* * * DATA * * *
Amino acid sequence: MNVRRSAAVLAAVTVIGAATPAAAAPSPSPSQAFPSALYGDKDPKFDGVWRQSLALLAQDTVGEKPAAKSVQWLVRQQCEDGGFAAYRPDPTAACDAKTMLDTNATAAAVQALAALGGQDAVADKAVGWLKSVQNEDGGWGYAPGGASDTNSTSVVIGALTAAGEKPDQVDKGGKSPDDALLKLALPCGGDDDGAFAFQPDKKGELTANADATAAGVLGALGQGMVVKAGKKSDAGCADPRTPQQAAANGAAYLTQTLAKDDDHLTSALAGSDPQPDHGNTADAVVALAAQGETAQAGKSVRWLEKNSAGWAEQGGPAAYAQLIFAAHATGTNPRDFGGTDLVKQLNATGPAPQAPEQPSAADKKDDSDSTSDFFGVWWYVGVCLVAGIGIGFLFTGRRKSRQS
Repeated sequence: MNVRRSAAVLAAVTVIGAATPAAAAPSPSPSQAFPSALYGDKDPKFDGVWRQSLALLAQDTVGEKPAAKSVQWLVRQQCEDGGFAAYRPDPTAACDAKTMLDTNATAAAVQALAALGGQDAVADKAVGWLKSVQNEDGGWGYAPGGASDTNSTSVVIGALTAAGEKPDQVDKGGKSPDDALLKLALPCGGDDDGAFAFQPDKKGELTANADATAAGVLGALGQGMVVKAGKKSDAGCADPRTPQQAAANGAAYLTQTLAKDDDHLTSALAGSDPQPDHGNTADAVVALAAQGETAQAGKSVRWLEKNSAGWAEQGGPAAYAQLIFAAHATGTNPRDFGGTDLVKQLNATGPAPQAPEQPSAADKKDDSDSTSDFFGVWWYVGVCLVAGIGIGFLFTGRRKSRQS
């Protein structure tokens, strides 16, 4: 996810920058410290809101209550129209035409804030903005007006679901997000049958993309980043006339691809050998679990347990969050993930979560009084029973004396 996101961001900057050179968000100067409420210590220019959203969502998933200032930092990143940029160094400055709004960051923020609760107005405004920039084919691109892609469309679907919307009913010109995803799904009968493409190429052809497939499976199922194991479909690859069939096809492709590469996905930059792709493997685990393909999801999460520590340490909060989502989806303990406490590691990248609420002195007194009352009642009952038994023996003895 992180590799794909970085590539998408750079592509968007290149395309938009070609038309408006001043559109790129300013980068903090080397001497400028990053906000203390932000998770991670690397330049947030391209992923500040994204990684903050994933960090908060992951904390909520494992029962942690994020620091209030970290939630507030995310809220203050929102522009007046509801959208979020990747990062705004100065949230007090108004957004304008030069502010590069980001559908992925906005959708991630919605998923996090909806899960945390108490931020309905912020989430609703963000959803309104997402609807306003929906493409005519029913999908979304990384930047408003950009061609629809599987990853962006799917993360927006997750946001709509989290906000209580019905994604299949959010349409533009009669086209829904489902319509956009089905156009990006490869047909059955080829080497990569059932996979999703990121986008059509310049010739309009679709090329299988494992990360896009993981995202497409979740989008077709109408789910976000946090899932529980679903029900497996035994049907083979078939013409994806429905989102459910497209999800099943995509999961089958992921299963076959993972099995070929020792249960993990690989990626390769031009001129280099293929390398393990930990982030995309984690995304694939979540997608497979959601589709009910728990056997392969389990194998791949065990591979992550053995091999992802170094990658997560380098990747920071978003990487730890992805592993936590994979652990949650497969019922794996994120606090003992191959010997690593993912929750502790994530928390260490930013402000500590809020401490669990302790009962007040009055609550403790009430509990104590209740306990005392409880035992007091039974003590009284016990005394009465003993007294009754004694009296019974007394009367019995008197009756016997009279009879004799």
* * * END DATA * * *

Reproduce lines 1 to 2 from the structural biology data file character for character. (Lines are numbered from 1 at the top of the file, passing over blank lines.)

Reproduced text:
Amino acid sequence: MNVRRSAAVLAAVTVIGAATPAAAAPSPSPSQAFPSALYGDKDPKFDGVWRQSLALLAQDTVGEKPAAKSVQWLVRQQCEDGGFAAYRPDPTAACDAKTMLDTNATAAAVQALAALGGQDAVADKAVGWLKSVQNEDGGWGYAPGGASDTNSTSVVIGALTAAGEKPDQVDKGGKSPDDALLKLALPCGGDDDGAFAFQPDKKGELTANADATAAGVLGALGQGMVVKAGKKSDAGCADPRTPQQAAANGAAYLTQTLAKDDDHLTSALAGSDPQPDHGNTADAVVALAAQGETAQAGKSVRWLEKNSAGWAEQGGPAAYAQLIFAAHATGTNPRDFGGTDLVKQLNATGPAPQAPEQPSAADKKDDSDSTSDFFGVWWYVGVCLVAGIGIGFLFTGRRKSRQS
Repeated sequence: MNVRRSAAVLAAVTVIGAATPAAAAPSPSPSQAFPSALYGDKDPKFDGVWRQSLALLAQDTVGEKPAAKSVQWLVRQQCEDGGFAAYRPDPTAACDAKTMLDTNATAAAVQALAALGGQDAVADKAVGWLKSVQNEDGGWGYAPGGASDTNSTSVVIGALTAAGEKPDQVDKGGKSPDDALLKLALPCGGDDDGAFAFQPDKKGELTANADATAAGVLGALGQGMVVKAGKKSDAGCADPRTPQQAAANGAAYLTQTLAKDDDHLTSALAGSDPQPDHGNTADAVVALAAQGETAQAGKSVRWLEKNSAGWAEQGGPAAYAQLIFAAHATGTNPRDFGGTDLVKQLNATGPAPQAPEQPSAADKKDDSDSTSDFFGVWWYVGVCLVAGIGIGFLFTGRRKSRQS